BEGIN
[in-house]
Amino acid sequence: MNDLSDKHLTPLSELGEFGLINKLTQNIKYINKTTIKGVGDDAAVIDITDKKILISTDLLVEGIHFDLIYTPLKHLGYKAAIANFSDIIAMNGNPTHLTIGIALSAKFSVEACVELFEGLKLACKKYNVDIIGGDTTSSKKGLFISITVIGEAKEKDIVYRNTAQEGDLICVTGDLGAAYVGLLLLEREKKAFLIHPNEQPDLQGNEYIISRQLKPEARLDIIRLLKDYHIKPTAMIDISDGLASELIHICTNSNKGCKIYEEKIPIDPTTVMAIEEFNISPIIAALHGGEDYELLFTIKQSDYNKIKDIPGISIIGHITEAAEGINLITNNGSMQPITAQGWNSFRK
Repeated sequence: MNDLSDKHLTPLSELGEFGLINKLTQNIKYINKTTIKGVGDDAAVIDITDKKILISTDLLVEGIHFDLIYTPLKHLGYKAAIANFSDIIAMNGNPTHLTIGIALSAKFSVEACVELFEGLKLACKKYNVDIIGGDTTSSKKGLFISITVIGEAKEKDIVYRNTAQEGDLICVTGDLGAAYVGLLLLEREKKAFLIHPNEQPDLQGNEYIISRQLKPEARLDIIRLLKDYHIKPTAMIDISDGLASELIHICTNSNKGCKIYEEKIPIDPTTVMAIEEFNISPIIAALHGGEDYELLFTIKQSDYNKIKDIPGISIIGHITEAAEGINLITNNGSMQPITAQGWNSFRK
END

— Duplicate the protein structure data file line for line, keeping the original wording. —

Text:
[in-house]
Amino acid sequence: MNDLSDKHLTPLSELGEFGLINKLTQNIKYINKTTIKGVGDDAAVIDITDKKILISTDLLVEGIHFDLIYTPLKHLGYKAAIANFSDIIAMNGNPTHLTIGIALSAKFSVEACVELFEGLKLACKKYNVDIIGGDTTSSKKGLFISITVIGEAKEKDIVYRNTAQEGDLICVTGDLGAAYVGLLLLEREKKAFLIHPNEQPDLQGNEYIISRQLKPEARLDIIRLLKDYHIKPTAMIDISDGLASELIHICTNSNKGCKIYEEKIPIDPTTVMAIEEFNISPIIAALHGGEDYELLFTIKQSDYNKIKDIPGISIIGHITEAAEGINLITNNGSMQPITAQGWNSFRK
Repeated sequence: MNDLSDKHLTPLSELGEFGLINKLTQNIKYINKTTIKGVGDDAAVIDITDKKILISTDLLVEGIHFDLIYTPLKHLGYKAAIANFSDIIAMNGNPTHLTIGIALSAKFSVEACVELFEGLKLACKKYNVDIIGGDTTSSKKGLFISITVIGEAKEKDIVYRNTAQEGDLICVTGDLGAAYVGLLLLEREKKAFLIHPNEQPDLQGNEYIISRQLKPEARLDIIRLLKDYHIKPTAMIDISDGLASELIHICTNSNKGCKIYEEKIPIDPTTVMAIEEFNISPIIAALHGGEDYELLFTIKQSDYNKIKDIPGISIIGHITEAAEGINLITNNGSMQPITAQGWNSFRK